That’s not a very pretty image. Al Norman believes, nonetheless, that the fear of a cannibalization factor is a major contributing factor to Wal-Mart’s unilateral decision to not build a record 45 Supercenters over the past 10 months.
From The Huffington Post:
According to a list released this week, Wal-Mart Stores has abandoned a record-shattering 45 proposed projects over the past 10 months — often leaving local officials dejected and confused. Another 19 Wal-Mart projects have been killed by local citizen’s groups. In total, the world’s largest retailer has suffered an historic loss of 64 projects.
In part due to the company’s pale 1.9% growth in same store sales in 2007, John Menzer, Wal-Mart’s Chief Administrative Officer, admitted, “We also have been focused this year on reducing cannibalization of existing stores via our more strategic selection of U.S. real estate projects.” Same store sales indicates the performance of existing stores by measuring the growth in sales for such stores during a particular period, over the corresponding period in the prior year. Wal-Mart’s same store sales have been dropping for 20 years, but this past year was the worst. The 1.9% growth rate in 2007 compares to 5% in 1997, and 13% in 1987.
“As we continue to add new stores in the United States,” the company told shareholders, “we do so with an understanding that additional stores may take sales away from existing units. We estimate that comparable store sales in fiscal 2007, 2006 and 2005 were negatively impacted by the opening of new stores by approximately 1% in fiscal years 2007, 2006 and 2005. We expect that this effect of opening new stores on comparable store sales will continue during fiscal 2008 at a similar rate.”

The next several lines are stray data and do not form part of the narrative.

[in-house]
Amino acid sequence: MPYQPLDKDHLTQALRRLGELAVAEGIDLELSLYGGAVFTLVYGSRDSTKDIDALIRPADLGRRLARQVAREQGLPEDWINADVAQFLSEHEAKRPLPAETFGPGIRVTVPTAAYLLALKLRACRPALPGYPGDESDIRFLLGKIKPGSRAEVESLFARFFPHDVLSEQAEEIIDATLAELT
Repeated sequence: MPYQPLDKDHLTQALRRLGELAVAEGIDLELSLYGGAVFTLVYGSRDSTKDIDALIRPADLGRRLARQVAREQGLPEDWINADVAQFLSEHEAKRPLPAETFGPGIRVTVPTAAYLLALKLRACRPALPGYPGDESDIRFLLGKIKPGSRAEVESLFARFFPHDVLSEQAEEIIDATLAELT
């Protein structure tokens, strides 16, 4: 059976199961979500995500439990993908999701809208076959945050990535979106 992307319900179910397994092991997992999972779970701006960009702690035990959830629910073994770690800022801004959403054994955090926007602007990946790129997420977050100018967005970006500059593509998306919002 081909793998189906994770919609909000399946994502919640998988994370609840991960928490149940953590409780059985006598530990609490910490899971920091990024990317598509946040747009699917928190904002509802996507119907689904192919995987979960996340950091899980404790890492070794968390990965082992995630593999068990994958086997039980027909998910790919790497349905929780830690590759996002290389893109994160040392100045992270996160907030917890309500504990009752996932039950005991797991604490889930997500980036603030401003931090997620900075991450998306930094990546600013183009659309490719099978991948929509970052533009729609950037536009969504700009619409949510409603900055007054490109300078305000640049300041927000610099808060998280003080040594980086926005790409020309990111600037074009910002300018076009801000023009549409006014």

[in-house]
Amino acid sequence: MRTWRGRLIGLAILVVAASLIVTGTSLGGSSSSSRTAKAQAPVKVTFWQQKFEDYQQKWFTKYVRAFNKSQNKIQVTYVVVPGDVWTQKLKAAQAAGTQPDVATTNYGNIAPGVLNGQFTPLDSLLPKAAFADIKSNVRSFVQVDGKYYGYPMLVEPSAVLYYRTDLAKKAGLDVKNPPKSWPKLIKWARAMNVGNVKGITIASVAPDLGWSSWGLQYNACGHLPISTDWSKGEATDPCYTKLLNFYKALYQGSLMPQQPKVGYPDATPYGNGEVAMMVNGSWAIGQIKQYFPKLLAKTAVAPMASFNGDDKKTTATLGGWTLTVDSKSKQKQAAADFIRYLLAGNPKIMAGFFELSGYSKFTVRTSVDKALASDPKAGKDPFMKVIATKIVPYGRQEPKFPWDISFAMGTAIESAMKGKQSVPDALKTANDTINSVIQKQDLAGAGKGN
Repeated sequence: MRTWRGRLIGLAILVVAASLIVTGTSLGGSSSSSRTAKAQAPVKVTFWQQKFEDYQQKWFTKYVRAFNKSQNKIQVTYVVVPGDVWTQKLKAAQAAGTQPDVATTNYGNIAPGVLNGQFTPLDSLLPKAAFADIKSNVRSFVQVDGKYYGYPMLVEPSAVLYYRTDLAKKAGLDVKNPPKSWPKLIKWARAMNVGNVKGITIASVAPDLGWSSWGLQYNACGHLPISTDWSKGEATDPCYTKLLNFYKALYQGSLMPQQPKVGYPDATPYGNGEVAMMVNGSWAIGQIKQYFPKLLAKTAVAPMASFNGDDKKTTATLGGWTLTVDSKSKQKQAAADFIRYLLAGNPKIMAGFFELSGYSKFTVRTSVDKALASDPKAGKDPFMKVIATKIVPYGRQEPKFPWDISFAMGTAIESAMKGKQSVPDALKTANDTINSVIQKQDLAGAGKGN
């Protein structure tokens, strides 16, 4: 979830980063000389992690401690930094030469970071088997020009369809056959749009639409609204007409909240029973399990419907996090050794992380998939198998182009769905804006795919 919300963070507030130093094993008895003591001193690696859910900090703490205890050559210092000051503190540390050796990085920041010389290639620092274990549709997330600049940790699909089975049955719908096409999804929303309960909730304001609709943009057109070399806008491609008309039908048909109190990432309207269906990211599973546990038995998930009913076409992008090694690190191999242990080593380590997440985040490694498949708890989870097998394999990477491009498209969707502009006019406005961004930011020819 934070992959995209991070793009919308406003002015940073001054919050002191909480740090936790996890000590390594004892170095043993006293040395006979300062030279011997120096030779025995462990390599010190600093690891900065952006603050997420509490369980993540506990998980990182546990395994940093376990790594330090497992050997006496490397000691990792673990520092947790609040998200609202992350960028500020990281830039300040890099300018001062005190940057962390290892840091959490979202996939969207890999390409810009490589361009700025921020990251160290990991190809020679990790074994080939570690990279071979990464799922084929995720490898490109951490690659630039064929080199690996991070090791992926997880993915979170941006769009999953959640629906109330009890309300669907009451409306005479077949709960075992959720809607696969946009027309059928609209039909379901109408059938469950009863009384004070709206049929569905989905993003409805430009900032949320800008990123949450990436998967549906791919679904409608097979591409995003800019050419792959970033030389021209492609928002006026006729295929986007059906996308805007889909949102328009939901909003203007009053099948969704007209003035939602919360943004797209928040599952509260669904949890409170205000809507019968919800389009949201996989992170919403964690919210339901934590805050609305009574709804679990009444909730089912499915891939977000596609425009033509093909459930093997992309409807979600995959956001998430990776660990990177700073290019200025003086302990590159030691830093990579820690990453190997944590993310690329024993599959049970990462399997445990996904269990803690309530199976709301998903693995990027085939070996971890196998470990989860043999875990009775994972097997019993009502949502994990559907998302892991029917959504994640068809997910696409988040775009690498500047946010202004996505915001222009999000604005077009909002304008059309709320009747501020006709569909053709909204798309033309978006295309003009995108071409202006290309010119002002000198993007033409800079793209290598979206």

Sam Walton explained that his growth strategy was “to saturate a market area by spreading out, then filling in…We became our own competition.” He once boasted that Springfield, Missouri, for example, had 40 Wal-Marts within 100 miles. But Wal-Mart has paid a price for competing with itself. Today, the saturation card has been overplayed, and the retailer has been forced to go on a superstore crash diet. While hundreds of sling-shot coalitions have been hurling rocks at this retail Goliath for years, ironically, it is now the giant itself which is reeling from its own self-inflicted excesses.
Like Fonzie on water skies, is it possible that Wal-Mart jumped the shark?